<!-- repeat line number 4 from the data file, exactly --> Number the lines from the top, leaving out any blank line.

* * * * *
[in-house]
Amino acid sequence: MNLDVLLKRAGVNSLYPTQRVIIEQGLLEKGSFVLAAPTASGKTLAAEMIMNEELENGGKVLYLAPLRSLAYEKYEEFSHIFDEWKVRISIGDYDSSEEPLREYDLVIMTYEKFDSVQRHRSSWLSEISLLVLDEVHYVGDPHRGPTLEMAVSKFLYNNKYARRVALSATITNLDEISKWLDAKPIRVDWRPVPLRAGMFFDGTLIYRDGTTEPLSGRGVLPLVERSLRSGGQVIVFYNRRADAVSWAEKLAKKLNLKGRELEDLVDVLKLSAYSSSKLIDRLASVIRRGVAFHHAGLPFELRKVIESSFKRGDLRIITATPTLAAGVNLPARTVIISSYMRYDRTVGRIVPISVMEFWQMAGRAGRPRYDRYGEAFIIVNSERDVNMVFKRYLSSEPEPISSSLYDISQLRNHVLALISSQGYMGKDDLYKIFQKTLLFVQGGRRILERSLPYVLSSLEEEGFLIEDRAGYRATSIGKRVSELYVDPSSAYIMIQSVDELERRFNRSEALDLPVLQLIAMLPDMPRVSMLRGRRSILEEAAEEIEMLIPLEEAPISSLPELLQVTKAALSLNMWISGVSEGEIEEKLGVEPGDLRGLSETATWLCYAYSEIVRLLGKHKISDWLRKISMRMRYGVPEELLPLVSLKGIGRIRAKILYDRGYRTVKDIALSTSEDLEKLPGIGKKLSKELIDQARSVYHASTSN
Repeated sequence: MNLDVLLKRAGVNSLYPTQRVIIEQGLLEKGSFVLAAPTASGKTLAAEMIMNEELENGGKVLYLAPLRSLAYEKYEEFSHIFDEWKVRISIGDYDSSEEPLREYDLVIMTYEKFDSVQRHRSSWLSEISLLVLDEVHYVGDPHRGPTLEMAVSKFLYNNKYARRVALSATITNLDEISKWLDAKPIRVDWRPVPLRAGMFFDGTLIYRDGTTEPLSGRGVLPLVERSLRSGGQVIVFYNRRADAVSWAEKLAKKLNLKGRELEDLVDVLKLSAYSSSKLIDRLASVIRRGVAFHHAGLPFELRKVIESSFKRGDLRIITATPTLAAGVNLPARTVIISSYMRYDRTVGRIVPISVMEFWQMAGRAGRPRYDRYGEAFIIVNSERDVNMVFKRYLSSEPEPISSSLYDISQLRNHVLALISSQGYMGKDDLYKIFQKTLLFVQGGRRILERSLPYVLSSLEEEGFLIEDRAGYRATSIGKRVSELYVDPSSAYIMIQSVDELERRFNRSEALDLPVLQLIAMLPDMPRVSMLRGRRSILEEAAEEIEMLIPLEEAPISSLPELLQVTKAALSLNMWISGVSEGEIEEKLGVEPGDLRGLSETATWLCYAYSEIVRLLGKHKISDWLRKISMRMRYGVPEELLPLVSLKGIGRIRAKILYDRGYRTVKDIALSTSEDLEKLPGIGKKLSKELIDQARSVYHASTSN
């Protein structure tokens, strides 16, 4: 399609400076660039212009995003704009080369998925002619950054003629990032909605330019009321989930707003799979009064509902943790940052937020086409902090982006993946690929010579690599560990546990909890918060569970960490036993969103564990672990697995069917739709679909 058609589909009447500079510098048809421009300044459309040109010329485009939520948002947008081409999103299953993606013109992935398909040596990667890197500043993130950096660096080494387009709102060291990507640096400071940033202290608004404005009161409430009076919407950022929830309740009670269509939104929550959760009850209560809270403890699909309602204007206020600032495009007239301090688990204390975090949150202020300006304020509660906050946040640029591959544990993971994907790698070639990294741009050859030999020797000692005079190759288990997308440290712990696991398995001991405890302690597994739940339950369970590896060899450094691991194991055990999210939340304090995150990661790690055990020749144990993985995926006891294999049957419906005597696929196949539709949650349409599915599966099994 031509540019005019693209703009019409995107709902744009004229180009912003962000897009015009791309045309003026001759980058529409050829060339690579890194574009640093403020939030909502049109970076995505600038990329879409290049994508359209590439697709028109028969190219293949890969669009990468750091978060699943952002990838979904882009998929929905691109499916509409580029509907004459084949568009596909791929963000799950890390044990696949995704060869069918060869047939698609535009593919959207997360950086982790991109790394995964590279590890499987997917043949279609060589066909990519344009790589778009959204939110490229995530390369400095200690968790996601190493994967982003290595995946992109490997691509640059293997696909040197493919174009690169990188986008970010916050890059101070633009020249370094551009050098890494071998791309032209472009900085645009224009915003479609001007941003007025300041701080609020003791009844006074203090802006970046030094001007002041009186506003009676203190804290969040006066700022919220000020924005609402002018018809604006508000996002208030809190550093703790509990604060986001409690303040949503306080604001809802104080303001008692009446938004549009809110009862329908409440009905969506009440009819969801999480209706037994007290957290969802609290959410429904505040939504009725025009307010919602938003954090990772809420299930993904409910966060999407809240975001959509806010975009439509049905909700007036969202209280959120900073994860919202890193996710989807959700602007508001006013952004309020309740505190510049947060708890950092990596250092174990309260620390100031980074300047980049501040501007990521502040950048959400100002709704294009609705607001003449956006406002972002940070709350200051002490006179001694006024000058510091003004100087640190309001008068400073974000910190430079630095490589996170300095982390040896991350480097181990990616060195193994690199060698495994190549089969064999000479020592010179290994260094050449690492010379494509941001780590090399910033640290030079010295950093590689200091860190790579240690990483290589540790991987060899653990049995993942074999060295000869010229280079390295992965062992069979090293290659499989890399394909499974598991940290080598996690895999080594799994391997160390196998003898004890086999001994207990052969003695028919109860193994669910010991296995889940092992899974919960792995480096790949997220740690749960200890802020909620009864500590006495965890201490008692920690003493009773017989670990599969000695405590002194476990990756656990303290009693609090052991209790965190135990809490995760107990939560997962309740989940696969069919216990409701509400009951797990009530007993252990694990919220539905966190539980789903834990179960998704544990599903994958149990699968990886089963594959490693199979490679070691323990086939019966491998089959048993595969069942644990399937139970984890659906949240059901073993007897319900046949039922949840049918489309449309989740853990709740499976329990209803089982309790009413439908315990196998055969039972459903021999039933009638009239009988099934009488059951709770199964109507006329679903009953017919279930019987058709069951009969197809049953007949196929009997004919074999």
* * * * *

């Protein structure tokens, strides 16, 4: 399609400076660039212009995003704009080369998925002619950054003629990032909605330019009321989930707003799979009064509902943790940052937020086409902090982006993946690929010579690599560990546990909890918060569970960490036993969103564990672990697995069917739709679909 058609589909009447500079510098048809421009300044459309040109010329485009939520948002947008081409999103299953993606013109992935398909040596990667890197500043993130950096660096080494387009709102060291990507640096400071940033202290608004404005009161409430009076919407950022929830309740009670269509939104929550959760009850209560809270403890699909309602204007206020600032495009007239301090688990204390975090949150202020300006304020509660906050946040640029591959544990993971994907790698070639990294741009050859030999020797000692005079190759288990997308440290712990696991398995001991405890302690597994739940339950369970590896060899450094691991194991055990999210939340304090995150990661790690055990020749144990993985995926006891294999049957419906005597696929196949539709949650349409599915599966099994 031509540019005019693209703009019409995107709902744009004229180009912003962000897009015009791309045309003026001759980058529409050829060339690579890194574009640093403020939030909502049109970076995505600038990329879409290049994508359209590439697709028109028969190219293949890969669009990468750091978060699943952002990838979904882009998929929905691109499916509409580029509907004459084949568009596909791929963000799950890390044990696949995704060869069918060869047939698609535009593919959207997360950086982790991109790394995964590279590890499987997917043949279609060589066909990519344009790589778009959204939110490229995530390369400095200690968790996601190493994967982003290595995946992109490997691509640059293997696909040197493919174009690169990188986008970010916050890059101070633009020249370094551009050098890494071998791309032209472009900085645009224009915003479609001007941003007025300041701080609020003791009844006074203090802006970046030094001007002041009186506003009676203190804290969040006066700022919220000020924005609402002018018809604006508000996002208030809190550093703790509990604060986001409690303040949503306080604001809802104080303001008692009446938004549009809110009862329908409440009905969506009440009819969801999480209706037994007290957290969802609290959410429904505040939504009725025009307010919602938003954090990772809420299930993904409910966060999407809240975001959509806010975009439509049905909700007036969202209280959120900073994860919202890193996710989807959700602007508001006013952004309020309740505190510049947060708890950092990596250092174990309260620390100031980074300047980049501040501007990521502040950048959400100002709704294009609705607001003449956006406002972002940070709350200051002490006179001694006024000058510091003004100087640190309001008068400073974000910190430079630095490589996170300095982390040896991350480097181990990616060195193994690199060698495994190549089969064999000479020592010179290994260094050449690492010379494509941001780590090399910033640290030079010295950093590689200091860190790579240690990483290589540790991987060899653990049995993942074999060295000869010229280079390295992965062992069979090293290659499989890399394909499974598991940290080598996690895999080594799994391997160390196998003898004890086999001994207990052969003695028919109860193994669910010991296995889940092992899974919960792995480096790949997220740690749960200890802020909620009864500590006495965890201490008692920690003493009773017989670990599969000695405590002194476990990756656990303290009693609090052991209790965190135990809490995760107990939560997962309740989940696969069919216990409701509400009951797990009530007993252990694990919220539905966190539980789903834990179960998704544990599903994958149990699968990886089963594959490693199979490679070691323990086939019966491998089959048993595969069942644990399937139970984890659906949240059901073993007897319900046949039922949840049918489309449309989740853990709740499976329990209803089982309790009413439908315990196998055969039972459903021999039933009638009239009988099934009488059951709770199964109507006329679903009953017919279930019987058709069951009969197809049953007949196929009997004919074999």